The battle between what is right and what is safe continues to rage on at golf courses around the country, particularly those who find themselves in the jurisdictions of state or local governments that have deemed golf as a non-essential or unsafe hobby during the coronavirus pandemic.
In recent days and weeks, even as golf courses around the country prepare to reopen legally under lifted stay-at-home and shelter-in-place guidelines, golfers have taken to closed courses in Connecticut, Florida, Massachusetts and Pennsylvania only to be reprimanded by local law enforcement and other concerned citizens.
In a New York Times article last week, golfers in Palm Beach County, Florida have disobeyed local orders to abstain from playing.
“People have called to let us know that they’ve seen players on the course,” Michelle LaDouceur, Boca Delray Golf and Country Club’s property manager, said. “We don’t have 24-hour staff here, and no security cameras, either. So if people are out there playing, we have no way of knowing about it and no way of policing it.”
A few miles down the road, Ira Lipshutz, 74, was chipping balls with a friend at the Westchester Country Club in Boynton Beach.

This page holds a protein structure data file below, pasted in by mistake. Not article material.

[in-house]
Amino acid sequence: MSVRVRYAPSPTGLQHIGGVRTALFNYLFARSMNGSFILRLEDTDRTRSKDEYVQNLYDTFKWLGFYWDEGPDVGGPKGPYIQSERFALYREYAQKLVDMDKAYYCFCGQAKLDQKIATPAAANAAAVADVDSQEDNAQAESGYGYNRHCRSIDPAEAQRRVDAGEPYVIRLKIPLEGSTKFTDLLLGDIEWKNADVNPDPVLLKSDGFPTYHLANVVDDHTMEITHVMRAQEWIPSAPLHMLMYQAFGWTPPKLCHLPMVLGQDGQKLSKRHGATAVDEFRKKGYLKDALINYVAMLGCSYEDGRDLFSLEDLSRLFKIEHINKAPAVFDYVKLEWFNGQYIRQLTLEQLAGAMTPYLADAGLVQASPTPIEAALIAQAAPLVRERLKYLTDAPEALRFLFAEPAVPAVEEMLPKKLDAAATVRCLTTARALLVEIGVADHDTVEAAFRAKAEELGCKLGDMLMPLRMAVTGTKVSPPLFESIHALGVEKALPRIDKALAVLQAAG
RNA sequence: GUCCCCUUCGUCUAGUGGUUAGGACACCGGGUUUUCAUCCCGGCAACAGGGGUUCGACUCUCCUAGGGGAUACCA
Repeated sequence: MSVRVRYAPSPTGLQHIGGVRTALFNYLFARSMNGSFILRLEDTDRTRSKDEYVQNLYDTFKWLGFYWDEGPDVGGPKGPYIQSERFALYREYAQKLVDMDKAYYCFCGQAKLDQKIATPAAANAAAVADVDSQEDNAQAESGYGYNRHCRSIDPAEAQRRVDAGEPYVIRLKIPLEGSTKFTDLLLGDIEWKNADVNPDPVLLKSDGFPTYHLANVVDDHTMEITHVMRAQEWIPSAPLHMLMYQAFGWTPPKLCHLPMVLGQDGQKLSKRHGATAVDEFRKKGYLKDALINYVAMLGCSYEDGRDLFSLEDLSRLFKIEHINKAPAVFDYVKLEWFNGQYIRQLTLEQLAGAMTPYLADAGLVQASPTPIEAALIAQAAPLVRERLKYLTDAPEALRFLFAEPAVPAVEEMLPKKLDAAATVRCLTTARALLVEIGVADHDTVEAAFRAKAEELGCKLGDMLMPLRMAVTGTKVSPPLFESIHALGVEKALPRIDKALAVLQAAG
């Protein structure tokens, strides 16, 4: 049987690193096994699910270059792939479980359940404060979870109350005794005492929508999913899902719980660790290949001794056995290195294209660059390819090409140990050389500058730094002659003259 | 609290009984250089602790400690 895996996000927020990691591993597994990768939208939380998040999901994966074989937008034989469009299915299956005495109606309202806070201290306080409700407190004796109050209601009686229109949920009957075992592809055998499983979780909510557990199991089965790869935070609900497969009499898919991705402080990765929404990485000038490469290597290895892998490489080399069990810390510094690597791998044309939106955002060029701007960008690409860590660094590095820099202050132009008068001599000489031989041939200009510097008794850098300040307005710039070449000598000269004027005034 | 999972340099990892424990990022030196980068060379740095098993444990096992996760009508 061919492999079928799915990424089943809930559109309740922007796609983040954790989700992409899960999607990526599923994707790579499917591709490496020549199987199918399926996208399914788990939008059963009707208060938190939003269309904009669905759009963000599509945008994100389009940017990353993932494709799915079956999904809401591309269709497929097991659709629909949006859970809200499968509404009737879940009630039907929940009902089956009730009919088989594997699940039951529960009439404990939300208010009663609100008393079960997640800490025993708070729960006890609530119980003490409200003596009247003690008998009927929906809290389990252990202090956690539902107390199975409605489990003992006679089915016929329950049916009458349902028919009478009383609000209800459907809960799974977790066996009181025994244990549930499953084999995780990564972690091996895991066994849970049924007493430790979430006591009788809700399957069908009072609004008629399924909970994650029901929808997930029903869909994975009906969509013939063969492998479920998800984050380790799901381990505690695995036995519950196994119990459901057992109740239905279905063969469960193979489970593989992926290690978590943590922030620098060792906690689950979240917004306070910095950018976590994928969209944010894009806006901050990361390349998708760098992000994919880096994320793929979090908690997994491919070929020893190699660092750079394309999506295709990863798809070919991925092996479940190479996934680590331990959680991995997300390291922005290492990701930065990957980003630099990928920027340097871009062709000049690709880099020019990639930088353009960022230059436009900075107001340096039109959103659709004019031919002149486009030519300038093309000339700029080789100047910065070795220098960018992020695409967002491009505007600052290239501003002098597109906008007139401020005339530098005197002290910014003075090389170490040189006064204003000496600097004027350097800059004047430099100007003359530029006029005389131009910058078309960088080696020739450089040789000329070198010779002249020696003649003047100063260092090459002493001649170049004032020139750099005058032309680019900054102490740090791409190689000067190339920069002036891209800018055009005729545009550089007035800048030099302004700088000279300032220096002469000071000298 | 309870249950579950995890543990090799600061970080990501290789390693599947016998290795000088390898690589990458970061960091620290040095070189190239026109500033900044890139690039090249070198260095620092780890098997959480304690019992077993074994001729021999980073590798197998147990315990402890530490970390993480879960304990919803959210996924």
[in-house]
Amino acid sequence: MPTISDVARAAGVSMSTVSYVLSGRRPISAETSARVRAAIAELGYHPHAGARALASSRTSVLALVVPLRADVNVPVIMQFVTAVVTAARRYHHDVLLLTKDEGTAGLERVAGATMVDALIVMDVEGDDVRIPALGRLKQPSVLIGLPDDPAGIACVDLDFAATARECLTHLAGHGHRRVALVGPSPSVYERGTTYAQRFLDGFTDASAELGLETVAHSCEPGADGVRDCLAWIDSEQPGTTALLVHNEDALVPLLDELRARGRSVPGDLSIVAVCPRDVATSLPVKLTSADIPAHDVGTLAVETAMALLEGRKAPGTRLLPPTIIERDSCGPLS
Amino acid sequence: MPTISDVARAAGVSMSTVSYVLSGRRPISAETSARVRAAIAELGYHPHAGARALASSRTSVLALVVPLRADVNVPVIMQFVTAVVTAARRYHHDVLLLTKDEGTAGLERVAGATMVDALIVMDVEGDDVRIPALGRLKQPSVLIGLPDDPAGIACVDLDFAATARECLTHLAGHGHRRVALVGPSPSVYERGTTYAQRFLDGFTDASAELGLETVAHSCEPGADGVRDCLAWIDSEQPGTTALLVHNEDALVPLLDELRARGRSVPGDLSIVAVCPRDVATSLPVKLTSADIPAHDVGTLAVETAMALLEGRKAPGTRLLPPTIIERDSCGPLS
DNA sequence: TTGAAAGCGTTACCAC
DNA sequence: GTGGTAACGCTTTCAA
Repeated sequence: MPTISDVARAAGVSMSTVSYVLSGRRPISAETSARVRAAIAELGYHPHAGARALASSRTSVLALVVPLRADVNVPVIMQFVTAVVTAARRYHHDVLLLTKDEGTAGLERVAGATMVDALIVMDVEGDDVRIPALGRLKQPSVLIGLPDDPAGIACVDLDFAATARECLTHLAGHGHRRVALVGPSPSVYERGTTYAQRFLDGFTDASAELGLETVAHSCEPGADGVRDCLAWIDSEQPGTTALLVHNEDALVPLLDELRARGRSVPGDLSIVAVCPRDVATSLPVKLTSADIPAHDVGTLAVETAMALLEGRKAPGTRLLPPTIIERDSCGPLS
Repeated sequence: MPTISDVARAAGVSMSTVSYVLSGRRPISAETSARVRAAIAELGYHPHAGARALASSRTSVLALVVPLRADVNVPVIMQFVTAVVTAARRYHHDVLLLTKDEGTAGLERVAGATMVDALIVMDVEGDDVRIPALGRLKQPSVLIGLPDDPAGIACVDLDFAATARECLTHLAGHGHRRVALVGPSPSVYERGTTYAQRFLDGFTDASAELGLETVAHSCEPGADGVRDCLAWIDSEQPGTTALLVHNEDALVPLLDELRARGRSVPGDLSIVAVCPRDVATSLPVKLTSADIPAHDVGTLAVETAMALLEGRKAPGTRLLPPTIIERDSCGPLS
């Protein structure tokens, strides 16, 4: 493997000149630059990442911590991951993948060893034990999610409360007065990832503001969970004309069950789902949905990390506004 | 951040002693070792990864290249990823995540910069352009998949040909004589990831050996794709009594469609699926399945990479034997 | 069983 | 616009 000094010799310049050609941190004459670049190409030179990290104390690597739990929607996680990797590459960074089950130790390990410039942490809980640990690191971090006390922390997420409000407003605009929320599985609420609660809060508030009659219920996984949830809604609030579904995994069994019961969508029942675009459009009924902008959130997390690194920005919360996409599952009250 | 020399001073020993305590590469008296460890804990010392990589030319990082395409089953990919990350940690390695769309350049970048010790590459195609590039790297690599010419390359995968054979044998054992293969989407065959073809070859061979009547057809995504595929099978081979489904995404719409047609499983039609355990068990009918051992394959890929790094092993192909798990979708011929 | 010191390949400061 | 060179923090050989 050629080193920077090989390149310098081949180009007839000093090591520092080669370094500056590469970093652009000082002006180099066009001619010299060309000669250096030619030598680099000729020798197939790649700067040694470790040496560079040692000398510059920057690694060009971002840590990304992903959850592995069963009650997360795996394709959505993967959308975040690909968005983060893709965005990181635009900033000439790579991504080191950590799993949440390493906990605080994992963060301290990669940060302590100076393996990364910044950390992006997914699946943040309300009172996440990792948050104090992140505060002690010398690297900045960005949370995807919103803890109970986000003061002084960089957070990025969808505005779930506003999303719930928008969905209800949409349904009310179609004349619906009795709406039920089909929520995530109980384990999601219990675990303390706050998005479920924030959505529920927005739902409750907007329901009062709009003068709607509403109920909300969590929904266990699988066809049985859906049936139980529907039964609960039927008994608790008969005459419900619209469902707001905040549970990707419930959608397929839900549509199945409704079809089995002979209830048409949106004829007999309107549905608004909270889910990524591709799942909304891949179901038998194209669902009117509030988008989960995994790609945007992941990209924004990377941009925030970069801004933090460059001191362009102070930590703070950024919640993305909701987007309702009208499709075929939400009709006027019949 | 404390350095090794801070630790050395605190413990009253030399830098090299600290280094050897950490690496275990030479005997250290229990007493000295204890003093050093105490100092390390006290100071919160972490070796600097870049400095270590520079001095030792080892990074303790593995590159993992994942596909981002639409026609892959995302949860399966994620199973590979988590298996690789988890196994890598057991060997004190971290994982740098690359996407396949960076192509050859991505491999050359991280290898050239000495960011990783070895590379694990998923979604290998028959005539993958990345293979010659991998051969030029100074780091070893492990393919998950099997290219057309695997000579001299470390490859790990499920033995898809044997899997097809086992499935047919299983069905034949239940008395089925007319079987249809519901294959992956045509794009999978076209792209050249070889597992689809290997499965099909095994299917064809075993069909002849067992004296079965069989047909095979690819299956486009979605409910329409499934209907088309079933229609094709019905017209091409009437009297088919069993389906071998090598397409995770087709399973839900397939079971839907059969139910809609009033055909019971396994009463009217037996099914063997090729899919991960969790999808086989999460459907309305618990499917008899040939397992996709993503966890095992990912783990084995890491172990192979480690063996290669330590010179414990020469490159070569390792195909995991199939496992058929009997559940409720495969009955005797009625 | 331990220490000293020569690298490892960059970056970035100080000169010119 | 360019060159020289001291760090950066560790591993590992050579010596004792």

“My wife’s not thrilled that I’m out here,” Lipshutz said. “She’s much more cautious than I am.”
It’s a refrain that can be heard around the nation as spring weather rolls into town.
The natural social distancing that a round of golf allows for was bucked in post-round gatherings in a parking lot at Hop Brook Golf Course in Naugatuck, Connecticut, which was filmed by a concerned citizen and precipitated the closing of the courses since proper measures were not being taken.
According to GolfAdvisor.com, private clubs in Pennsylvania and Massachusetts have seen police shooing folks off golf courses, but golfers play on where enforcement hasn’t taken place.
Steve Skinner, the chief executive of KemperSports, which manages 130 golf courses, echoed a familiar battle cry from golfers to The New York Times.
“It’s a game that is played in what is essentially a 200-acre park, with a maximum of 70 people in the park at a time,” said Steve Skinner, the chief executive of KemperSports, which manages 130 golf courses. “That’s more than two acres per person.”
Ironically, as more golf courses prepare to open — the NGF reports 55% of courses in America are currently open with that number expected to jump to 77% by mid-May — Mr. Lipshutz of Florida plans to head back indoors when things open up.
“There will be a lot of players here,” he said, “And, unfortunately, not everyone is as careful as I am.”